Some California motorists may be among the 90 percent of drivers who reported in a 2016 survey conducted by the AAA Foundation for Traffic Safety that they are concerned about the threat that aggressive drivers present to their safety. At the same time, the survey found that about 80 percent of the respondents said that they had become angry or aggressive behind the wheel in the past year.
The survey questioned drivers about specific aggressive behaviors and found that a number of drivers admitted to engaging in these behaviors. Just over half had intentionally tailgated another driver, and almost half had yelled at other drivers. Nearly as many had used their horn to show annoyance. Drivers also said they had made angry gestures, tried to stop other drivers attempting lane changes and had deliberately cut off drivers. A smaller number of people even said they had confronted other drivers outside of their vehicles or deliberately run into another vehicle.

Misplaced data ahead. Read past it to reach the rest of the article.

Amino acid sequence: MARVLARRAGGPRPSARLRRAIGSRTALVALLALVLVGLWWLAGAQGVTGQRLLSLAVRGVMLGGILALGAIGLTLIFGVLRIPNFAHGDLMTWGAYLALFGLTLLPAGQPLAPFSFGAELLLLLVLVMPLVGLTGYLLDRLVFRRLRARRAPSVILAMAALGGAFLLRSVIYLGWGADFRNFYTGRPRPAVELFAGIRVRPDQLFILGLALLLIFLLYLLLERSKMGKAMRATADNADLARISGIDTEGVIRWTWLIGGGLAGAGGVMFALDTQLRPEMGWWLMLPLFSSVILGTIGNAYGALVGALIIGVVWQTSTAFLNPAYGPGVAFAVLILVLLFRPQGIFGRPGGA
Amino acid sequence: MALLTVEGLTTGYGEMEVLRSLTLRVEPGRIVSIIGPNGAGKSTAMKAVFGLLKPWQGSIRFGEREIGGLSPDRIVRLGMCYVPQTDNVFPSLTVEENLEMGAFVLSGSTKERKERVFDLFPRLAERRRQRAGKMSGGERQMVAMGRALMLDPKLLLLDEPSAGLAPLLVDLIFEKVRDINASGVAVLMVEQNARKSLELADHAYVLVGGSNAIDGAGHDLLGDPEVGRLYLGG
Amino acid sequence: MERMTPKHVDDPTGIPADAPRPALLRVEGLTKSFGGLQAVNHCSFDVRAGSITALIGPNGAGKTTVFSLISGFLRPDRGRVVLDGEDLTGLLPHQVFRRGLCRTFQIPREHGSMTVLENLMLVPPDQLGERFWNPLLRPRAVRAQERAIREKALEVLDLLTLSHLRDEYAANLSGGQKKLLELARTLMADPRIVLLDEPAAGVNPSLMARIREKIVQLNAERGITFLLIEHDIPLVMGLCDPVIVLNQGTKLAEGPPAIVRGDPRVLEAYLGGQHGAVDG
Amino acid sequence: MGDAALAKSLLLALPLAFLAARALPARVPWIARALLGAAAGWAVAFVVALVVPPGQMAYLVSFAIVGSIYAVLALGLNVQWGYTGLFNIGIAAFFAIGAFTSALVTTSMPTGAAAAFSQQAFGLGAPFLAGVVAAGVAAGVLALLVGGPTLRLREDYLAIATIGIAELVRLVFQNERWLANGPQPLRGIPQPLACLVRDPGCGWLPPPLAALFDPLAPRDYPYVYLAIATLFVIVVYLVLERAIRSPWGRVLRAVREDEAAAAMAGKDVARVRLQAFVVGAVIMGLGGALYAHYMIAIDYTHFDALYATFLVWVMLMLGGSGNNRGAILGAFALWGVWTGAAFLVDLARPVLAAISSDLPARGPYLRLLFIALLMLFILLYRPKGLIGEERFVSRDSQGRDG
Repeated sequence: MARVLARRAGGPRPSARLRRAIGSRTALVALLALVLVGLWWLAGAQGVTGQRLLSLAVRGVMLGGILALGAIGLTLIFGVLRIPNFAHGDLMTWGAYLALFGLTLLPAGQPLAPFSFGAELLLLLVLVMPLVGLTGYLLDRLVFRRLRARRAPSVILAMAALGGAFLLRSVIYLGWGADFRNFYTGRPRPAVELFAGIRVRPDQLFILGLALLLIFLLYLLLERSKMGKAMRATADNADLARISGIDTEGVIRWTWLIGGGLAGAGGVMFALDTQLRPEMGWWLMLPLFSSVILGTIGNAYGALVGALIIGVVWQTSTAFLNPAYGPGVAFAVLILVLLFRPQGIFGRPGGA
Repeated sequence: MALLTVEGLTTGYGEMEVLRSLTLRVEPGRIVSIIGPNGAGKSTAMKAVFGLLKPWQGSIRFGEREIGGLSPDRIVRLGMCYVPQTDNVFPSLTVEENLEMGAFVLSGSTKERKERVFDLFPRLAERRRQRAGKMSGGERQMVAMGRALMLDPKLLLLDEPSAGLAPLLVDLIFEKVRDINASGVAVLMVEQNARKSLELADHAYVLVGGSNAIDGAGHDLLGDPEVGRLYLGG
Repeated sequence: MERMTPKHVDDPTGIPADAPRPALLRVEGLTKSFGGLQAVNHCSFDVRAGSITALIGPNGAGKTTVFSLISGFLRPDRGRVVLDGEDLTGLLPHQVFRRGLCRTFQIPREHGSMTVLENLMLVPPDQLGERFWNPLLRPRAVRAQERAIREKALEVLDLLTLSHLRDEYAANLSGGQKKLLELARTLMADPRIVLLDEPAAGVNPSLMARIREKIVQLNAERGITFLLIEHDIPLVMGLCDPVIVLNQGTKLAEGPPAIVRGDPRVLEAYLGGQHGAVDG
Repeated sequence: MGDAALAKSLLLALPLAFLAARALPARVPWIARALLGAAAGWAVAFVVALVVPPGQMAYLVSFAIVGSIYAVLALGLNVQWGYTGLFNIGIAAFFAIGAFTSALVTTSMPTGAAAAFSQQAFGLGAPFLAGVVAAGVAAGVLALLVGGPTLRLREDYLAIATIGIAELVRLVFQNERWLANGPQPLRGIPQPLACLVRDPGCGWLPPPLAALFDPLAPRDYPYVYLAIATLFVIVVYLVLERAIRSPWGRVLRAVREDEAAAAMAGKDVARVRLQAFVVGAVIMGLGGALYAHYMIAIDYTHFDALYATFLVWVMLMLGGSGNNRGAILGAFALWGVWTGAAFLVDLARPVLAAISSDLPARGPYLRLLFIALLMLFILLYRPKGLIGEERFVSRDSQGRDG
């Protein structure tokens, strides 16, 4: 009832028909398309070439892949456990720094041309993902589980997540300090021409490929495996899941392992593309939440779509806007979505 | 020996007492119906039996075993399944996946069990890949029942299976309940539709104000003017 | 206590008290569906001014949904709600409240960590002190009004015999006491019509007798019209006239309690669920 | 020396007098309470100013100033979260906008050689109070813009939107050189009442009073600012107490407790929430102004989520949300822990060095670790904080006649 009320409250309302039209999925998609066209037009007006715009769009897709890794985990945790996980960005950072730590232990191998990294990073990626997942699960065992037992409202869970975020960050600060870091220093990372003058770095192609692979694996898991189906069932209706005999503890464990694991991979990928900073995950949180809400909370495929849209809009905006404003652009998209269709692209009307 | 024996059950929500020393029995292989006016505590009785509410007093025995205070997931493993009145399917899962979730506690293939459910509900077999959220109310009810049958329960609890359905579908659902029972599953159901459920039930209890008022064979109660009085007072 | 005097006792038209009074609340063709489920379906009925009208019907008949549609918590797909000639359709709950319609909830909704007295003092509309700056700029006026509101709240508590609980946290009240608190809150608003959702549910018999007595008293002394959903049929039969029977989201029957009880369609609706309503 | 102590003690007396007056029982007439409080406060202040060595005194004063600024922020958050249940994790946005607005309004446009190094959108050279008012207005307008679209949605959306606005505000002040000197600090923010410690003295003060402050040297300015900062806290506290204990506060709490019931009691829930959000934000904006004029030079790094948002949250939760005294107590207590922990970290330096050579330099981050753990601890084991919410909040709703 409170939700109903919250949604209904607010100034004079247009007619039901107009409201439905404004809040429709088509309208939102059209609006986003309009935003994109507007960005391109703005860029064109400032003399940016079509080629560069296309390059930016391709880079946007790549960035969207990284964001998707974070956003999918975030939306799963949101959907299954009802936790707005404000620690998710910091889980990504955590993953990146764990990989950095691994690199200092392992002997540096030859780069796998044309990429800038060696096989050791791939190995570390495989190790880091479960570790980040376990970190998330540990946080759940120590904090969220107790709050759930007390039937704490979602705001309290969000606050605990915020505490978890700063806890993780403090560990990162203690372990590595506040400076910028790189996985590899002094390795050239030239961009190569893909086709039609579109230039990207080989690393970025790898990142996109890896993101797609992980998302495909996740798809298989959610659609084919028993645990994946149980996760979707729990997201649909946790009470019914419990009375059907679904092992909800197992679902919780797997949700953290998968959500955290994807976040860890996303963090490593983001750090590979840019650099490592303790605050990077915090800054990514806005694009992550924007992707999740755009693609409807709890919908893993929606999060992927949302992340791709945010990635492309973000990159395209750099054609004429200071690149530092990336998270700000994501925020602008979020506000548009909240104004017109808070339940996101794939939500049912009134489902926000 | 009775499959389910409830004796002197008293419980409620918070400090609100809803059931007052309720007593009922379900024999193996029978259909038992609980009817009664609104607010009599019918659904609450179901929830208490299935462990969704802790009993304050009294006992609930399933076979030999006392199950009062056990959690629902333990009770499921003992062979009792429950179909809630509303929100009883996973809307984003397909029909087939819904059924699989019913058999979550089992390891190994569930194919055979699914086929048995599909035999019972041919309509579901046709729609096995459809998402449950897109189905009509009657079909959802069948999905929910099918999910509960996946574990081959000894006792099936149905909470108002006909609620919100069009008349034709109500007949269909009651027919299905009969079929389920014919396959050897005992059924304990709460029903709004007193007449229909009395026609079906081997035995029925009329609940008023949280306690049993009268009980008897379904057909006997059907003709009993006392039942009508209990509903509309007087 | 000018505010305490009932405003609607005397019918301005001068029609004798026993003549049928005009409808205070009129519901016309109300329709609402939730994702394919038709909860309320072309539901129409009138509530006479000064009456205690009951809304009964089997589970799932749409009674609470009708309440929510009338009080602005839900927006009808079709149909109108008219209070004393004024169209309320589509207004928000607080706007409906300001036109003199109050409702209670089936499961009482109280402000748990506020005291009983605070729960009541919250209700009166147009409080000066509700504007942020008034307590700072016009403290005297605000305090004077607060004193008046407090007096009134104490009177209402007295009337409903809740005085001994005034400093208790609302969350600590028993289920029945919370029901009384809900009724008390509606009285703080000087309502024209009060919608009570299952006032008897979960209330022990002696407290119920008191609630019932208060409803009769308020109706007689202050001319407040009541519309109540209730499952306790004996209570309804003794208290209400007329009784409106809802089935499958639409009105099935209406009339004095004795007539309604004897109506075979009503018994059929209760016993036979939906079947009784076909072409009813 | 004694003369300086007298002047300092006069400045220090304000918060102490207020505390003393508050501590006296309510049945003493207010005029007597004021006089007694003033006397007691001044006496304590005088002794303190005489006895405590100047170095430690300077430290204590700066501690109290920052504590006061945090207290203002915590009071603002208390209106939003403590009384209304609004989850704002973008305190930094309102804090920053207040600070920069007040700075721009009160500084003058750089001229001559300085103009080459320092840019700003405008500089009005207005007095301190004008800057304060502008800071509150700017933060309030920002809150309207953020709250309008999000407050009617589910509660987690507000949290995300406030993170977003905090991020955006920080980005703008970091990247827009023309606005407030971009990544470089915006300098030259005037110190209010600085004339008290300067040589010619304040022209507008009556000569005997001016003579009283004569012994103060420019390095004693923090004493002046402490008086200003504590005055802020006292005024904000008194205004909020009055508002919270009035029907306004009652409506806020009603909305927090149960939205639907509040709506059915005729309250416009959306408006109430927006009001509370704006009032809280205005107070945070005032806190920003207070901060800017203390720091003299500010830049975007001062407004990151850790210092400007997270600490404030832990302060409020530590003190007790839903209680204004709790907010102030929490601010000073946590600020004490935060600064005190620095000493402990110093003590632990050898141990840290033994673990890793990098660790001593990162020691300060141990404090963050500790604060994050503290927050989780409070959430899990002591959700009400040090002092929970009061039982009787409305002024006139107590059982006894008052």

The survey found that men and younger drivers were more likely to be aggressive. Gestures, yelling and honking were more likely from people in the Northeast. Aggressive behavior was also linked to other dangerous driving behavior such as speeding. Experts recommend that people try to avoid escalating incidents of road rage and call 911 if the situation is dangerous.
An encounter with an aggressive driver exhibiting road rage can lead to an accident and catastrophic injuries. The injured person may also suffer a loss of income if there is a long recovery period. When another driver causes an accident, that driver's insurance company should pay for medical expenses and other costs. However, if the driver is uninsured or the insurance company does not offer enough compensation, the injured person might want to talk to an attorney about filing a lawsuit.